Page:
BYOD – What does it mean for the MSP?
Just like big data, BYOD has been a major talking point in the IT industry this year and will continue to be an influence as we continue on into 2014.
When you consider the increasing prevalence of mobile devices throughout the world it stands to reason that the use of these mobile technologies in the workplace will become a more regular occurrence – so really it comes as no surprise that the industry has taken notice.
BYOD and Mobile Device Management (MDM) present a huge opportunity for the MSP – from support contracts all the way through to hardware and cell phone contracts.
What is Bring Your Own Device (BYOD)?
The number of employees who are bringing their own devices into the workplace is continuously increasing and there are numerous reasons why BYOD is becoming more popular in recent years.
For one, there is a certain amount of flexibility afforded to the employee by having access to a device they can work from at any time; they can work more efficiently and be more productive by being able to take work away from the office. Using their own device to do so is obviously an easier and more preferable option to carrying both a personal and a company device, especially when just one would suffice.
And the benefits are not simply for the employee either; as many employers are also seeing the advantages of a BYOD approach for their organizations. Not only will their employees be more satisfied and more productive, they will also be paying for their own equipment! It’s a win-win situation.
However this is a trend which clearly raises a lot of questions; how do you manage devices which are not company owned? How do you ensure these devices are secure? Who is responsible for protecting the information held on these devices? What additional costs could be incurred by allowing different devices onto the network?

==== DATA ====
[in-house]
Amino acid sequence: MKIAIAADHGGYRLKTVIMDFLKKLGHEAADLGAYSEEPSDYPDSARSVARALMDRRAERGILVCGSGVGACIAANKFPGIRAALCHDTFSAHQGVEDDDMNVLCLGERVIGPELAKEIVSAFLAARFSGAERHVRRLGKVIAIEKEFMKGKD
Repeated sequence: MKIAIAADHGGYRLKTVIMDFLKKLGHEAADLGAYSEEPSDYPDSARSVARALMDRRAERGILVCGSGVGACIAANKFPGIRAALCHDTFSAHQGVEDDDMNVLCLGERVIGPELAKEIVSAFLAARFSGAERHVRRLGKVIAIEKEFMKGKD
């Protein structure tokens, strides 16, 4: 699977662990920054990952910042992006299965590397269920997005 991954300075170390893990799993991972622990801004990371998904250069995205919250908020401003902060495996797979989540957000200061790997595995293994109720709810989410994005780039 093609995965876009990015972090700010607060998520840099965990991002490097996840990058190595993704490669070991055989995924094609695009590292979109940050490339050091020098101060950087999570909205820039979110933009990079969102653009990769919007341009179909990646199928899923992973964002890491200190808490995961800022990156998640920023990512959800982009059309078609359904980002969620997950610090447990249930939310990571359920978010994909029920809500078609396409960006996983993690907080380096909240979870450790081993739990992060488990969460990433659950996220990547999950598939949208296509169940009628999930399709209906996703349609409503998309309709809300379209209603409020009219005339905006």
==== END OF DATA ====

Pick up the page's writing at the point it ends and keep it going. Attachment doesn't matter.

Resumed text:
What does all this mean for the MSP?
It has been predicted that the use of mobile devices is set to overtake desktop by 2014. When coupled with research from Gartner which suggests that by 2017 half of employers will make the use of personally owned devices in the work place compulsory – it’s clear to see that the BYOD trend is here to stay!
Although it is becoming apparent that BYOD is more than simply a passing phase, a recent survey of MAX users found that only 19% of the MSPs questioned were already monetizing on BYOD – quite a small number when you consider its significance.
Sooner or later (probably sooner) as organizations begin to adopt BYOD practices they’re going to start looking for answers to those unanswered questions – and who better to answer them than their trusted MSP?!
Are you prepared for BYOD?
The time has come for MSPs to prepare for BYOD and the numerous opportunities it offers. By being proactive now, you can assist your clients at every stage as they make the transition to BYOD – providing a monitoring and management service which will enable you to tie in your customers and bring increased revenue per customer.
The first thing you will need to consider as an MSP is security – this is always going to be the biggest concern for everyone involved when enabling unknown devices to connect to a network. Here you have the opportunity to advise your clients of exactly what the risks and implications are when considering a BYOD approach and work with them to put an appropriate strategy in place.
Assuming that the strategy you put in place is going to require your assistance in managing these devices you will need to be sure you are prepared for this and there are a number of areas you will need to consider to ensure you are able to manage mobile devices on this scale.
First of all do you have the best tools in place to monitor, manage and report on mobile devices, while of course still offering the same level of service you always have? And we wouldn’t be doing our job if we didn’t mention that MAX RemoteManagement will be brining you an MDM (Mobile Device Management) solution directly integrated into the dashboard by the end of September 2013.
You will also need to ensure you have appropriate policies in place to protect both yourself and your clients; these can cover everything from what level of support you will be offering to what devices you will support among other things.